More than the sum of its parts: a 13 month year with Ignite Imaginations
Updated: Jul 14, 2020
Ignite Imaginations is a local community arts organisation that I was fortunate to work with
for 13 months of creative adventures, new experiences and lots and lots of learning.
One of the first things I was involved in was a project in partnership with Adullam Housing, providing art workshops for adults with mental health issues and culminating with this exhibition in the Sheffield Winter Gardens.
Later in the year we geared up to the Christmas event that is just
one part of the organisation's work with Age Better in Sheffield. Through working in partnership with this programme, I learned a lot about all the things we can do to reduce social isolation for older people. And then on the 20th of December I learned how long it takes a team of 6 youngish to middling ones to wrap nearly 100 Christmas presents. (Answer: longer than expected..)
Next up, a creative consultation in Darnall with a specially commissioned wishing tree. Working with a steering group convened by Sheffield Culture Consortium, we designed and delivered fun and creative ways to find out how people experience culture in the local area, and what they would like more of in the future. My favourite quote from the notes left on the wishing tree: Be helpful and kind, listen to your parents, share.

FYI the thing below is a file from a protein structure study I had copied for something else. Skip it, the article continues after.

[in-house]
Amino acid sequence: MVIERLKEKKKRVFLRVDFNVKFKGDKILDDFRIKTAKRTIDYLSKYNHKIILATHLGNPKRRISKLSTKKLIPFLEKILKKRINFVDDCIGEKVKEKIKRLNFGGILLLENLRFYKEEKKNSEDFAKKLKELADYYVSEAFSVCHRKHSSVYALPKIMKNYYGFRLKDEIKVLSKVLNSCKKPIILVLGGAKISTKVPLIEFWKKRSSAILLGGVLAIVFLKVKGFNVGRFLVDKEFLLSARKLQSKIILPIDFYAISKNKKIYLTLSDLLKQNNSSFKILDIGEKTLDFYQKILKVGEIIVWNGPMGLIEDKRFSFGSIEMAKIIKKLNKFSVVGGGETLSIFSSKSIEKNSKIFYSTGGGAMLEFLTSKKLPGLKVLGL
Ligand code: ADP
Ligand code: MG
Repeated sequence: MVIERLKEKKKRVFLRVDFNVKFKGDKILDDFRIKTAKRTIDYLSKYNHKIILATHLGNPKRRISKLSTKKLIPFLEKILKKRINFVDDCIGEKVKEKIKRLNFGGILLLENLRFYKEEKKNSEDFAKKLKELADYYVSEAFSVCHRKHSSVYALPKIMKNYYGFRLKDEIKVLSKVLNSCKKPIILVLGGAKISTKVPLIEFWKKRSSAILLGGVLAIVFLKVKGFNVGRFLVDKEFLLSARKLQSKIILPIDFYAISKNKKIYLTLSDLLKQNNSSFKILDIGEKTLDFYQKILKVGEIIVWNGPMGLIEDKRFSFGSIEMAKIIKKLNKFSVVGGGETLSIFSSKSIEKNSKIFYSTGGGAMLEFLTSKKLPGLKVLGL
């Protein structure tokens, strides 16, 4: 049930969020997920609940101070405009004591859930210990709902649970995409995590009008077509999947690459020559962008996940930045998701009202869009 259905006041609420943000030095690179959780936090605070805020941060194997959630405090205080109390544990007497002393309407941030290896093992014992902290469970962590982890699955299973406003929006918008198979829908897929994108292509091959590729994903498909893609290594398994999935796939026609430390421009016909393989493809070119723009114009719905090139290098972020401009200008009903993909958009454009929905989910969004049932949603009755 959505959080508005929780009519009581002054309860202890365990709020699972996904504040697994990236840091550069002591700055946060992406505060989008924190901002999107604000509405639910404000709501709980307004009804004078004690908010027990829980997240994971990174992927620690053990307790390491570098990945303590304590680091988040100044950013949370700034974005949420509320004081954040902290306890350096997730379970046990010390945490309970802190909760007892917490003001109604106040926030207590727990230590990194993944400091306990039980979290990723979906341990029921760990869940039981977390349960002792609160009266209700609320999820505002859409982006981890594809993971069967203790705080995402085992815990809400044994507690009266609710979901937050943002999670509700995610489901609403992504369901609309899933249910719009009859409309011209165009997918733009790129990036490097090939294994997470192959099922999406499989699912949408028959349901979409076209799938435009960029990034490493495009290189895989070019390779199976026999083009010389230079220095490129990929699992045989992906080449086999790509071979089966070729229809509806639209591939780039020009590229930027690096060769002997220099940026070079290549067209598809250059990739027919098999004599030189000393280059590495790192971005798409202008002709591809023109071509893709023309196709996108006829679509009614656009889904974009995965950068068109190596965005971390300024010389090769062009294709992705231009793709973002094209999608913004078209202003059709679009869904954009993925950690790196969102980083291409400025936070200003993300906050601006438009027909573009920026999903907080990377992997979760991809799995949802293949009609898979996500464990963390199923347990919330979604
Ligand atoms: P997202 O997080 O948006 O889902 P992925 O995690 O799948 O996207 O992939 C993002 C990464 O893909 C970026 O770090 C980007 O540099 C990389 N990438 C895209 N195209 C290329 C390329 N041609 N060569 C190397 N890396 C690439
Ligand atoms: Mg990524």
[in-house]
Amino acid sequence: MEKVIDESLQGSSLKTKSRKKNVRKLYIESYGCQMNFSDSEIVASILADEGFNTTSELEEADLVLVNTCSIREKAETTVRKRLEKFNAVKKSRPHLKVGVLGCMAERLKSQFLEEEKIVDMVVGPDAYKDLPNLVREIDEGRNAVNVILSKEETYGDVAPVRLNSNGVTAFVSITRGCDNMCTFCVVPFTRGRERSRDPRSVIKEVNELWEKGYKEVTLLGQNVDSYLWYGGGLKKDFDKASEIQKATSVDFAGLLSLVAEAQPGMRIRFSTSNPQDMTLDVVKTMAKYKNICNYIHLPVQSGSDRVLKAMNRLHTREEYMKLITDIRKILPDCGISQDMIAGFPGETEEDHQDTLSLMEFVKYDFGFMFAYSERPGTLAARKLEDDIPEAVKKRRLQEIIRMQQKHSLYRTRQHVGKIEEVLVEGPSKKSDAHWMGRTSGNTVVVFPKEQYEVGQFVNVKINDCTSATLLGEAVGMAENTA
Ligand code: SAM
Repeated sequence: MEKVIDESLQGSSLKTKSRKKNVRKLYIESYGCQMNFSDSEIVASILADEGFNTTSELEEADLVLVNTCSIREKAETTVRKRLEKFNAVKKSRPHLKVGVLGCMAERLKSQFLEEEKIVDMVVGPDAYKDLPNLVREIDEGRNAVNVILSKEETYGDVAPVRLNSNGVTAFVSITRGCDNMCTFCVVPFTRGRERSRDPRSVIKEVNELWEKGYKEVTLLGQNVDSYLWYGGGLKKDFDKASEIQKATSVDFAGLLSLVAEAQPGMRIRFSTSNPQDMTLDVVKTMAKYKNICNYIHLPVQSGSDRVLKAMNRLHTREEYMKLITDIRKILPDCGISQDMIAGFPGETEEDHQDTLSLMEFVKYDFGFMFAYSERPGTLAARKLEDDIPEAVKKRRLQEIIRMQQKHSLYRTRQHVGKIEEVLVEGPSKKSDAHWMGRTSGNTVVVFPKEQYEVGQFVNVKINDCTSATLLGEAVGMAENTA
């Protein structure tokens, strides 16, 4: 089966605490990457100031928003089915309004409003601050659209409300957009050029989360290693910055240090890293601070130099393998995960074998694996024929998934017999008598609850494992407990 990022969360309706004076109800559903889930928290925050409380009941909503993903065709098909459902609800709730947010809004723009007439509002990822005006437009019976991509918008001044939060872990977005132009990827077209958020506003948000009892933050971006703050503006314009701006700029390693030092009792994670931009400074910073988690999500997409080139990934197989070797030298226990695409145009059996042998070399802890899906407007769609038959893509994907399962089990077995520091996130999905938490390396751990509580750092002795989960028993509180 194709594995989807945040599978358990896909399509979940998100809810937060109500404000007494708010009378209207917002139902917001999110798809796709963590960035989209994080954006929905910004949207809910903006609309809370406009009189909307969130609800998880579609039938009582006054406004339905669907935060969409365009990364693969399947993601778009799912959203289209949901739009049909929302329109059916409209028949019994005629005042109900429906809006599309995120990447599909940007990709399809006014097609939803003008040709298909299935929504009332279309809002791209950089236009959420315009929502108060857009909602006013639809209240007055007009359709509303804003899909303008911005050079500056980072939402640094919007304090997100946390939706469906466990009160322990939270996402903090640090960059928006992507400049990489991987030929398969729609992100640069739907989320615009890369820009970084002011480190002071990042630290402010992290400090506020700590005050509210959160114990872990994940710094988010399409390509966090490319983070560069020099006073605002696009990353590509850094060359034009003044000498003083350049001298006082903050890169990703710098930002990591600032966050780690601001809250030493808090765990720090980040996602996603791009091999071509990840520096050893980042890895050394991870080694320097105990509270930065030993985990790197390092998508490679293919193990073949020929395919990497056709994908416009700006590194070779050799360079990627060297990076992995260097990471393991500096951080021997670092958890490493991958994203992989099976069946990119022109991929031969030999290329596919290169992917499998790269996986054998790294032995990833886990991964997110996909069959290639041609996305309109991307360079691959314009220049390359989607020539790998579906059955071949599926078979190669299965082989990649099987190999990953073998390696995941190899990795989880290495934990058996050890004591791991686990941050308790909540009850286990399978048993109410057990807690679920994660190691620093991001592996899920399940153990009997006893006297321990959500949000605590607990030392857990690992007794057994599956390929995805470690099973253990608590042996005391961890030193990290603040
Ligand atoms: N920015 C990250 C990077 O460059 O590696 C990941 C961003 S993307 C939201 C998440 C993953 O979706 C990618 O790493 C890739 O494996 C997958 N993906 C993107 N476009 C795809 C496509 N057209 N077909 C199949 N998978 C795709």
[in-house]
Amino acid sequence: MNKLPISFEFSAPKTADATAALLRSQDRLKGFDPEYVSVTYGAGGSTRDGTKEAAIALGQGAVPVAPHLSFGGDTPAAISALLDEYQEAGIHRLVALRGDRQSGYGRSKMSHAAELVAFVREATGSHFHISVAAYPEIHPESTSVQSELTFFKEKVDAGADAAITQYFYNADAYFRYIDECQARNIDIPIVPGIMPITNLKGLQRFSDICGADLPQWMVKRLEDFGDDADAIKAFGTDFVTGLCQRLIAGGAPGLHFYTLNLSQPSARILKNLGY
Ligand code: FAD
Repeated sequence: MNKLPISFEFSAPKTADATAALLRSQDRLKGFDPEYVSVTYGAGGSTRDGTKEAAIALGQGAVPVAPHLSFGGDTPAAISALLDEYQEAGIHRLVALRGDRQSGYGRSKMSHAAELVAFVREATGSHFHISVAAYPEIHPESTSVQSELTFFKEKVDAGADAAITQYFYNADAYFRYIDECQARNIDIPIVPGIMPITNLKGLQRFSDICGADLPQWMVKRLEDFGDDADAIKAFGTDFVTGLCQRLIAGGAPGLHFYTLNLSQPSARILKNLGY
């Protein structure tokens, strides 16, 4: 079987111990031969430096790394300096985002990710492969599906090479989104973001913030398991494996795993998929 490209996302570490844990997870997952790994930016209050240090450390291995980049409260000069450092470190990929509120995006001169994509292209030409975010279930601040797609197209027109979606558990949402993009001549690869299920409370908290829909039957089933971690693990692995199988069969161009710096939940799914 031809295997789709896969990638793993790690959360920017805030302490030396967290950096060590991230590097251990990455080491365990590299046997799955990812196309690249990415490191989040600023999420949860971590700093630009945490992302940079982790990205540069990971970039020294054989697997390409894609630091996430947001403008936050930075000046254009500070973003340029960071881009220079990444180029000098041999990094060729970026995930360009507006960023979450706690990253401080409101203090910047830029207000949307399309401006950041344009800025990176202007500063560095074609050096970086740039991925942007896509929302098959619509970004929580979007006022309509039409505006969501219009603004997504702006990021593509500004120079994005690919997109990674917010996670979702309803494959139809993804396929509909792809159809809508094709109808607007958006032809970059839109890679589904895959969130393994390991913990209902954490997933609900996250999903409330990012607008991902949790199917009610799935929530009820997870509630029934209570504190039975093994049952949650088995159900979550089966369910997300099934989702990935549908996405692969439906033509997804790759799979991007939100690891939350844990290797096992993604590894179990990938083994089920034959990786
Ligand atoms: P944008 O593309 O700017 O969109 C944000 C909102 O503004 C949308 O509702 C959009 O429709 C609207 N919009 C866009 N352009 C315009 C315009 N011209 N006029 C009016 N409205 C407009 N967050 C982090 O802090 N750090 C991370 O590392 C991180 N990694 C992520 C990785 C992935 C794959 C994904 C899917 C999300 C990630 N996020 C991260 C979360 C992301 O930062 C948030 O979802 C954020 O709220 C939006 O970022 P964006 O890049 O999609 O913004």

Then, at the beginning of March, I took a week’s annual leave, during the course of which “coronavirus” became A Thing. Very soon after I got back, we were in a lot of extremely rapid change, moving to remote working, using up our lifetime allocation of saying unprecedented and finding new ways to make a creative offer to local communities.
Working for Ignite Imaginations means working in partnership with funders, schools,
organisations and all kinds of community groups. I particularly enjoyed working closely with Sheffield City Libraries and it was great to coincide with their Year of Reading. Another new Covid-19 experience was our change to offer online workshops instead of in-person delivery in local libraries.
One of the things I do in my spare time is facilitate a Philosophy in Pubs group, encouraging people to ask questions about things like the purpose of beauty or the meaning of art. It has been great to work practically to provide art and creativity as a profoundly accessible way in to all sorts of big life questions. Right at the end of my jam-packed year I was privileged to be part of commissioning Through My Window for Migration Matters Festival. What does it make you think?
Sheffield – home for creativity
Although I’ve lived in Sheffield over 30 years, it had been more than 15 since I had a job based here and it was great to get connected again. The wealth of creativity and culture in the city is hugely inspiring even – or especially – in these difficult times. I’m looking forward to staying involved as we emerge into our new normal. Much can change but essential creativity won’t – it’s a core part of our collective humanity.